The agency did not have official approval or draw up a business plan for the demolition. The National Audit Office (NAO) said that without such a plan it was impossible to know whether the destruction was justified.
Local residents complained that their houses were blighted by the demolition and that properties left behind suffered from traffic noise as a result.
The planned scheme to widen the A40 near Gypsy Corner and Western Circus in west London and to provide an underpass and flyover was approved in 1991. It was shelved by the Tory government in August 1996, and cancelled by Labour in July 1997.
In addition to the 200 houses that were demolished, the agency bought a further 26 homes in the area for pounds 131,500 each at today's prices, but sold them for pounds 81,100 each.
Although the houses were in good condition, there were fears of vandalism, the NAO said. "Most of the demolished properties were in fair condition and the local property market is buoyant," it said. "In demolishing the properties, the agency incurred security and demolition costs, wrote off potential rental income and made home-loss payments to existing tenants of up to pounds 2,500 per property."
The NAO report said the agency had raised pounds 238m since 1994 by selling property it bought in connection with road schemes, but the average price it got was just 68 per cent of the full, unblighted market value. Even where the schemes had been cancelled, the average fall in value was 27 per cent.
The time taken to sell surplus properties increased from 21 months in 1994-95 to nearly 27 months in 1998-99. Three-quarters of the properties sold on recently had been disposed of because the schemes had been cancelled.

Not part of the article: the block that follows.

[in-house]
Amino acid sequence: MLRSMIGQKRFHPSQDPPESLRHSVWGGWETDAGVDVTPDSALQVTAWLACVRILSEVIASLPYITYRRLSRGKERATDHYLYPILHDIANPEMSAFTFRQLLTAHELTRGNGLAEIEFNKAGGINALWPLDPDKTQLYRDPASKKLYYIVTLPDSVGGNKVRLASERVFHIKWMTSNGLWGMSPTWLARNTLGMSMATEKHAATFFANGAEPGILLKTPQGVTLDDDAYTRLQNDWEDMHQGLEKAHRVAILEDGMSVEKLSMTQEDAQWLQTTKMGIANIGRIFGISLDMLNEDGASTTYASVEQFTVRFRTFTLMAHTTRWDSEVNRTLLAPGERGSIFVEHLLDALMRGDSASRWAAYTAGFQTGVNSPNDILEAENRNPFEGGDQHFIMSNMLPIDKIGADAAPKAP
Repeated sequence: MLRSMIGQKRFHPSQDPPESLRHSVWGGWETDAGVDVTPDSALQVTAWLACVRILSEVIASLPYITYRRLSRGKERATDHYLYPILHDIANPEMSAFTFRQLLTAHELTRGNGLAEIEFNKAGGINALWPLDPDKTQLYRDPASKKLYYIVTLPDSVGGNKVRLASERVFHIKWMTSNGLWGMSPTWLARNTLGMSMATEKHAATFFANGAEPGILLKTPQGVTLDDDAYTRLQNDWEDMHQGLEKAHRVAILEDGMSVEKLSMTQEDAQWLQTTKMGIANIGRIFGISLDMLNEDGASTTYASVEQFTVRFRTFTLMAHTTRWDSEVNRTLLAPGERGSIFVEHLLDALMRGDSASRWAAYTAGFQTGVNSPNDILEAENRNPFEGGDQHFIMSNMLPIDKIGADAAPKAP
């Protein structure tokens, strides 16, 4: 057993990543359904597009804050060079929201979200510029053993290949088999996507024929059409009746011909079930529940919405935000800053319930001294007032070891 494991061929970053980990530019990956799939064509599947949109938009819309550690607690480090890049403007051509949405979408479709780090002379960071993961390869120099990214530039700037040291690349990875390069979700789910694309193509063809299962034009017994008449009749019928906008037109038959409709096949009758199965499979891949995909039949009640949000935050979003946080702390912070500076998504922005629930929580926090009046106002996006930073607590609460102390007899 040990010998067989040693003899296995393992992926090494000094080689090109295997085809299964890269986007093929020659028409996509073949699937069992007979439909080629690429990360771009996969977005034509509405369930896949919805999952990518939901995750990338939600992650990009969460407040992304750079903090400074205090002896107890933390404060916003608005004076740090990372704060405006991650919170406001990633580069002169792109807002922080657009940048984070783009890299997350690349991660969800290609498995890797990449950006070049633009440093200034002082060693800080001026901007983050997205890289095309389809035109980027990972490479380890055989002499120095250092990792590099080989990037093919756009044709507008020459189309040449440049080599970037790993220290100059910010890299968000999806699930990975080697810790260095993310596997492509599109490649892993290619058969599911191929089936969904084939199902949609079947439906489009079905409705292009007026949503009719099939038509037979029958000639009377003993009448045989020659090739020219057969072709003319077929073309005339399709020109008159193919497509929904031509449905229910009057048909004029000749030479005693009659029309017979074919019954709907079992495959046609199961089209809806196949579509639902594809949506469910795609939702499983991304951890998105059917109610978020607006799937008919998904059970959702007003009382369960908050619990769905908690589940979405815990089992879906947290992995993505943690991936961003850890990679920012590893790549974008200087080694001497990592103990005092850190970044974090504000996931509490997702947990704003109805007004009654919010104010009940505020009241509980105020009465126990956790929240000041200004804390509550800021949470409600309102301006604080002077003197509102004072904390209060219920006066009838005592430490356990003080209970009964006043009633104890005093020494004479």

Properties left empty for longest fetched the lowest prices. Those sold within a year fetched 19 per cent less than their purchase price and those left for 10 years fetched 37 per cent less. Sir John Bourn, head of the NAO, said more could be done to safeguard property value.
"Better maintenance, higher occupancy and faster sales would help secure better prices when properties become surplus and are sold," he said. The agency should let more of the properties to combat vandalism and deterioration, but for four years it had failed to meet its targets, filling three-quarters of properties instead of four-fifths. The chairman of the public accounts committee, David Davis, said the destruction of the 200 homes was "a real indictment of the agency", adding: "Habitable homes should never be demolished without careful consideration or without proper approvals."
The audit office said only one-fifth of properties bought between 1970 and 1990 had been demolished. A spokeswoman for the Highways Agency said it was implementing the NAO recommendations.Reuse content